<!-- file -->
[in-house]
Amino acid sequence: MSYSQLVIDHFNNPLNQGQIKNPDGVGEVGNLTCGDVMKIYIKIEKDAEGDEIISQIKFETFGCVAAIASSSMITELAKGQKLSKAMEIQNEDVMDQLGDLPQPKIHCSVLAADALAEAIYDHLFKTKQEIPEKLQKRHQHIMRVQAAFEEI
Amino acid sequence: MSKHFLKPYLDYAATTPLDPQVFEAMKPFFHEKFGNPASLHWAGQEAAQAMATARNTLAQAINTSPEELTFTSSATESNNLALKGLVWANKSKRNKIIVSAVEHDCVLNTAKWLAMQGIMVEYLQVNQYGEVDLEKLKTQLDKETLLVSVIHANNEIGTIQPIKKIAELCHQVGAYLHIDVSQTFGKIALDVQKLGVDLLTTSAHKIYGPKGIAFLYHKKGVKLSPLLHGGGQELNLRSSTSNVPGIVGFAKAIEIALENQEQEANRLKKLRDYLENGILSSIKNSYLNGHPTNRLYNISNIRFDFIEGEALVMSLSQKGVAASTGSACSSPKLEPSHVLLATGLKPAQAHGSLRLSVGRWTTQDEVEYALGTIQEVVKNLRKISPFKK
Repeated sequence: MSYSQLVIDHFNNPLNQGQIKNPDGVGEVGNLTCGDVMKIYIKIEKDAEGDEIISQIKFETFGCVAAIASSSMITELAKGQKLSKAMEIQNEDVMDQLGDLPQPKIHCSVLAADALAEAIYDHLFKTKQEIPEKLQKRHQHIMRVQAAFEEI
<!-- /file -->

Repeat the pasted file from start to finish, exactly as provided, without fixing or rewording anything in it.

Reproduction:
[in-house]
Amino acid sequence: MSYSQLVIDHFNNPLNQGQIKNPDGVGEVGNLTCGDVMKIYIKIEKDAEGDEIISQIKFETFGCVAAIASSSMITELAKGQKLSKAMEIQNEDVMDQLGDLPQPKIHCSVLAADALAEAIYDHLFKTKQEIPEKLQKRHQHIMRVQAAFEEI
Amino acid sequence: MSKHFLKPYLDYAATTPLDPQVFEAMKPFFHEKFGNPASLHWAGQEAAQAMATARNTLAQAINTSPEELTFTSSATESNNLALKGLVWANKSKRNKIIVSAVEHDCVLNTAKWLAMQGIMVEYLQVNQYGEVDLEKLKTQLDKETLLVSVIHANNEIGTIQPIKKIAELCHQVGAYLHIDVSQTFGKIALDVQKLGVDLLTTSAHKIYGPKGIAFLYHKKGVKLSPLLHGGGQELNLRSSTSNVPGIVGFAKAIEIALENQEQEANRLKKLRDYLENGILSSIKNSYLNGHPTNRLYNISNIRFDFIEGEALVMSLSQKGVAASTGSACSSPKLEPSHVLLATGLKPAQAHGSLRLSVGRWTTQDEVEYALGTIQEVVKNLRKISPFKK
Repeated sequence: MSYSQLVIDHFNNPLNQGQIKNPDGVGEVGNLTCGDVMKIYIKIEKDAEGDEIISQIKFETFGCVAAIASSSMITELAKGQKLSKAMEIQNEDVMDQLGDLPQPKIHCSVLAADALAEAIYDHLFKTKQEIPEKLQKRHQHIMRVQAAFEEI